The central air conditioner in my home is not cooling down the house at all. We’ve been running the A/C unit all day and the house won’t cool down. If you put your hand in front of the vents you barely feel any air coming through. I tried to turn it off and on again but that didn’t work either. I also turned the thermostat down to 67, but the house will not cool off and it’s almost 85° in here. I’m wondering if the unit needs to be replaced? It’s only 7 years old and we have a warranty, but I cannot get service out here for at least another 5 days as they are backed up. I would appreciate any help you could offer!

So the question is about air not blowing through your vents or barely blowing air through vents in your home. The simple answer could very well be your furnace filter is clogged or has gone way beyond it’s life cycle (typically 3 months).

Cold air not blowing through vents, or barely any air blowing through your vents is also a sign that your coil has now clogged with ice. Correct, real ice (pictured below of actual ice build up)! This is why we suggest you SHUT DOWN your system before we arrive so that we can properly fix, clean and adjust the unit.

Shut Down the Cooling System

Not shutting down the cooling system can further damage to the system and also ruin parts, cause the motors to overheat as it has to continue to work to make the house cool enough for your thermostat to shut off. Not to mention the electric bill you’ll be facing by running a system that has not had proper preventive maintenance.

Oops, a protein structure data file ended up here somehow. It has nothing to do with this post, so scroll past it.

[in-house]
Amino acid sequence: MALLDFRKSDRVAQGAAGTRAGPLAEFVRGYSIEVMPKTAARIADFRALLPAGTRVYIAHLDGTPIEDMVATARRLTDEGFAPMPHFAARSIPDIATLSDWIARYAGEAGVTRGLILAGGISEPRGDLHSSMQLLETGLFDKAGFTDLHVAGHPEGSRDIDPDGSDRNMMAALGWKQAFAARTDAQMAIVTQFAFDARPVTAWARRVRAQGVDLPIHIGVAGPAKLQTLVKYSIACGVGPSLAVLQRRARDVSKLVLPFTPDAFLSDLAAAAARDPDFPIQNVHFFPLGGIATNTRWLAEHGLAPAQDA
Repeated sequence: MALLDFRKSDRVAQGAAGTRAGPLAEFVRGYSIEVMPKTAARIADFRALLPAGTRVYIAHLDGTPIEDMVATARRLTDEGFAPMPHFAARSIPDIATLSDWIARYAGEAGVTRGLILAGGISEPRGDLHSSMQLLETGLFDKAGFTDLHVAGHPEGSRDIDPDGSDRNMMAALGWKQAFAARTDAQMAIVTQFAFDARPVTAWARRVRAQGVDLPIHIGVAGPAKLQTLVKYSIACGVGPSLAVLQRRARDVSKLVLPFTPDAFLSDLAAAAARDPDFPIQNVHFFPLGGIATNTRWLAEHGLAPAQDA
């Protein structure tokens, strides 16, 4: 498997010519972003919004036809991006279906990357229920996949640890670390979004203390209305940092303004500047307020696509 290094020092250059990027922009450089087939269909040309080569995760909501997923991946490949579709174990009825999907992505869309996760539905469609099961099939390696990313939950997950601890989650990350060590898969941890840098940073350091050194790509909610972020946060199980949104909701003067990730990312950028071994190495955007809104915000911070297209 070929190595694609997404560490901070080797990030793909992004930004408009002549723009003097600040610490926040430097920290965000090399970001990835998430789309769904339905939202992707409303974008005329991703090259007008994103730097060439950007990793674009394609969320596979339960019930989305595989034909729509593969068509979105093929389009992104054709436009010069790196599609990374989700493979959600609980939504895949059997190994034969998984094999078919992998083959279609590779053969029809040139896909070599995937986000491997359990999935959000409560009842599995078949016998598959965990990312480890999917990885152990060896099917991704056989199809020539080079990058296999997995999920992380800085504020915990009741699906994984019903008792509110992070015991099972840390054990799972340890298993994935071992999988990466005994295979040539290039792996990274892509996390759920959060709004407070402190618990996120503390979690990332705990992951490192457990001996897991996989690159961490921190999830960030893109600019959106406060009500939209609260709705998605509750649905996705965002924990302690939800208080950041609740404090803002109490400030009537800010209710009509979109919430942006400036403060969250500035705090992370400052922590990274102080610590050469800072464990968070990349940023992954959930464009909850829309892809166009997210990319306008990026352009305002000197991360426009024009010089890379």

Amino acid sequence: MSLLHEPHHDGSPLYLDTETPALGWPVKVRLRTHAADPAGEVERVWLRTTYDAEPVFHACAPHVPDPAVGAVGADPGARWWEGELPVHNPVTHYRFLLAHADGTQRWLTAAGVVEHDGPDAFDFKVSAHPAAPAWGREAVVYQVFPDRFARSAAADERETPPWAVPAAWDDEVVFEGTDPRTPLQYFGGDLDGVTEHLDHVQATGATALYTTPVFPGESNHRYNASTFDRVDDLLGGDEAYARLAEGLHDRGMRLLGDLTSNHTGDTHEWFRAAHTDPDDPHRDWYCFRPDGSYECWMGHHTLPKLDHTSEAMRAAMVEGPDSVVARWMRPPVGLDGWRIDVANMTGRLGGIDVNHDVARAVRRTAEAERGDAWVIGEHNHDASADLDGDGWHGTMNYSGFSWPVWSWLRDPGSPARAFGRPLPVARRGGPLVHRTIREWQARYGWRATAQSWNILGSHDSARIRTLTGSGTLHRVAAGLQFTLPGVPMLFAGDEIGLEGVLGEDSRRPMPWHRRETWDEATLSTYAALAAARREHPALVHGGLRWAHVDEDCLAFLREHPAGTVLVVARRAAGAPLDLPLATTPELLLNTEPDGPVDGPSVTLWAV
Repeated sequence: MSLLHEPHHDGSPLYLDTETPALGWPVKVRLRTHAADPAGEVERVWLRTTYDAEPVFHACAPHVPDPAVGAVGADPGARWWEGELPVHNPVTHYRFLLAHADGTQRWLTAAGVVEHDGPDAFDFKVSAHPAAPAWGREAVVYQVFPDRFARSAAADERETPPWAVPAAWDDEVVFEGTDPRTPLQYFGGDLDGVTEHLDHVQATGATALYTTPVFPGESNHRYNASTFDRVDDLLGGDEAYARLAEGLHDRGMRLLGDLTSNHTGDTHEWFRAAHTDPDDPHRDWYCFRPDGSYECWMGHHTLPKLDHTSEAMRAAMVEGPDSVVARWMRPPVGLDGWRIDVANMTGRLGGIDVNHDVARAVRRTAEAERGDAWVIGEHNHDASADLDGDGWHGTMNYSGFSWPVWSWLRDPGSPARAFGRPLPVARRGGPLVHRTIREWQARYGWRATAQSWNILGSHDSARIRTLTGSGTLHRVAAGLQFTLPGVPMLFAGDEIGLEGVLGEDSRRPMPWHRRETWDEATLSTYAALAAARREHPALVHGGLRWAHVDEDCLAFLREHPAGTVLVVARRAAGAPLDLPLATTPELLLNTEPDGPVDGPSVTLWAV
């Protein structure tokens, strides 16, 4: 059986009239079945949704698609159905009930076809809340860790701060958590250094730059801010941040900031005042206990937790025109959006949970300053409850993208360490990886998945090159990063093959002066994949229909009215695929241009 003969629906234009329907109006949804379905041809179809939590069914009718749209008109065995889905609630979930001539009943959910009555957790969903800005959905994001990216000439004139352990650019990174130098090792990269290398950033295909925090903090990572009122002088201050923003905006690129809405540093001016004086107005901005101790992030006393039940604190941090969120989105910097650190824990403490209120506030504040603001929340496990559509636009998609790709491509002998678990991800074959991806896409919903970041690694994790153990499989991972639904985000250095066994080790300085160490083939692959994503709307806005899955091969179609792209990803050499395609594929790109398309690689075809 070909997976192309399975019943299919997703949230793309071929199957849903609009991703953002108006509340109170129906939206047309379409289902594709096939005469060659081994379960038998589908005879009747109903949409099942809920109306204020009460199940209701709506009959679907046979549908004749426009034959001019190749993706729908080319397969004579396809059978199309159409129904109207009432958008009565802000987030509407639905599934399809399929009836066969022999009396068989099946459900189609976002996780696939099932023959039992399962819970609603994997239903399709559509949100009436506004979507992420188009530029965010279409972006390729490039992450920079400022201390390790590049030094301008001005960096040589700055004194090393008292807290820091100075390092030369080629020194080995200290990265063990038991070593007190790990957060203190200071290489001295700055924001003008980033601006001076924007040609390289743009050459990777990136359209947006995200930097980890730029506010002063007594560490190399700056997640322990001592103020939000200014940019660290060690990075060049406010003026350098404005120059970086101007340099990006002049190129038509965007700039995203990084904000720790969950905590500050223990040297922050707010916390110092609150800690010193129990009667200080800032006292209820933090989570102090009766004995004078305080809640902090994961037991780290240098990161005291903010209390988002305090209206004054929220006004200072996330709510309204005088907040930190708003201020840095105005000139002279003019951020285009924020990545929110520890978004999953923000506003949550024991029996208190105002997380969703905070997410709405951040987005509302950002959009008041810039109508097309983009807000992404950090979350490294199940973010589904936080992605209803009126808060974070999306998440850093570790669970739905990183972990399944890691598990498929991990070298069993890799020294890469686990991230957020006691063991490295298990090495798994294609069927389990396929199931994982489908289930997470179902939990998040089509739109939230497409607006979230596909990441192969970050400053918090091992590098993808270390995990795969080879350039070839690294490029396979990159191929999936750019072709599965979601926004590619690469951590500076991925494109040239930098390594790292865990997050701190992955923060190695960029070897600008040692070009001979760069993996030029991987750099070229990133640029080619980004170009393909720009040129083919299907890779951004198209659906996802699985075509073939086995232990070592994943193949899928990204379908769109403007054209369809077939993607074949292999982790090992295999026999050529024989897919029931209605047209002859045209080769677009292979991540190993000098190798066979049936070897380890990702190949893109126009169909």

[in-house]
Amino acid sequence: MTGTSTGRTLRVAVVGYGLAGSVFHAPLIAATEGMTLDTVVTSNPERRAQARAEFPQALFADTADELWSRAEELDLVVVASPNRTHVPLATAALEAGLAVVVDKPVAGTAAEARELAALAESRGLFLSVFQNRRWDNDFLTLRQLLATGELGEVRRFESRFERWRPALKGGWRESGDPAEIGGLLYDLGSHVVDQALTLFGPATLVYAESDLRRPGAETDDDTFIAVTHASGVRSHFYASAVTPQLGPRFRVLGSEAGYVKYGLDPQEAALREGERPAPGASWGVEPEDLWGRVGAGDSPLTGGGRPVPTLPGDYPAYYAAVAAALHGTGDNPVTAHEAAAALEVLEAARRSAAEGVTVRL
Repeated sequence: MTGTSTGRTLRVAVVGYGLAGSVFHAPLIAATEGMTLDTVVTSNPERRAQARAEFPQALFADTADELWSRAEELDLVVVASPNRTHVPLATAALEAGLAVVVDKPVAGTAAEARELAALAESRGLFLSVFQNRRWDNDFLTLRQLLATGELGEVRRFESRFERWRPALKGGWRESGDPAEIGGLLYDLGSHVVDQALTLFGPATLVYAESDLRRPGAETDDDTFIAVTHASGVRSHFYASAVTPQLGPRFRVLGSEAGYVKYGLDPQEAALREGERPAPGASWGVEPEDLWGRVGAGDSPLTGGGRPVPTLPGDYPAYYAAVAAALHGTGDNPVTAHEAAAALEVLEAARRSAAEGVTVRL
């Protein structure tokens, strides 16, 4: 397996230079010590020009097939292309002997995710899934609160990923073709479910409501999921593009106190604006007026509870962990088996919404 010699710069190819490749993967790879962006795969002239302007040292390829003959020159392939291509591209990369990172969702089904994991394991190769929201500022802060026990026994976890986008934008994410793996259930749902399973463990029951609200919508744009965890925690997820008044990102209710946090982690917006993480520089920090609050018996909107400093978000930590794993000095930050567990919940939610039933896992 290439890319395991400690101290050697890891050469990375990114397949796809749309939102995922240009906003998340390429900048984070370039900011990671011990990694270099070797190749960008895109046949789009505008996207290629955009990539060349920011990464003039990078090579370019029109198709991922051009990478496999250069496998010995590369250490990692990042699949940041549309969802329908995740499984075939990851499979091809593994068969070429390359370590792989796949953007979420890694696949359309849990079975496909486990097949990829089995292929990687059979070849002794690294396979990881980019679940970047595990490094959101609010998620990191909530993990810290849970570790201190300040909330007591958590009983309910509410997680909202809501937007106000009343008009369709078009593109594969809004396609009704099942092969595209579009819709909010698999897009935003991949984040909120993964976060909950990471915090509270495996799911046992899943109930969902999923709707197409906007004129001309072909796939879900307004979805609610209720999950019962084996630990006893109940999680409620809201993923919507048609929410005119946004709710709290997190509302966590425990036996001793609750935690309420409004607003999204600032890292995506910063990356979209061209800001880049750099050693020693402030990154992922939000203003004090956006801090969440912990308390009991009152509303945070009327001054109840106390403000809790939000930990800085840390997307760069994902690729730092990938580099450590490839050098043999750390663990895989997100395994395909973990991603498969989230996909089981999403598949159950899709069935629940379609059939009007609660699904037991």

Wondering why your warranty support is “backed up”?

It’s sad to state, but it is typical this time of year for some A/C repair shops to place warrantied service calls to the end of the queue. We’ve seen some shops in the past focus only on getting new customers and this in turn forces previous clients, even those under warranty, to wait.

Heat Wave NC doesn’t make anyone wait. We don’t have to. We have the technicians on hand, the parts in stock and we’re open 24 hours per day!

Dirty Sock Syndrome

Dirty Sock Syndrome |

What is Dirty Sock Syndrome?

Dirty Sock Syndrome is generally caused by bacteria that collects and grows on the indoor coils of heat pumps and air conditioners. Dirty Sock Syndrome isn’t common and only affects .5% to 2% of homes. DSS is also more prevalent in heat pump systems.

The smell of musky & dirty socks, locker rooms, hockey bags smell. The smell occurs when the unit is turned on and not used for a while. The bacteria spores are disturbed by air movement and the smell is from those spores breaking free from the bioslime.

Basically, bacteria collects and grows on the coil during heating and is then released all at once when the indoor coil gets cool and damp. Heat pumps and air conditioners experience the problem when the air conditioner is turned back on after heating.

The North Carolina pre-fall and spring climates can require heating your home or office in the morning then using the air conditioning system in the afternoon causes a perfect storm for this odor to occur.

Curing Dirty Sock Syndrome

Once the problem has been properly diagnosed and identified, our technicians can take action by first starting with a thorough cleaning of the units evaporator coil. Our A/C repair technicians will also clean dirty drain pans and drain lines if applicable.

While cleaning will bring the system back to normal, some systems cleaned too early in the season or a unit having more issues may have Dirty Sock Syndrome repeat itself, especially if the weather in our area forces you to switch your thermostat from heating to cooling and back again. It’s best for those in your home that you get the unit serviced straight away. If you have allergy sufferers, this could be a cause for concern.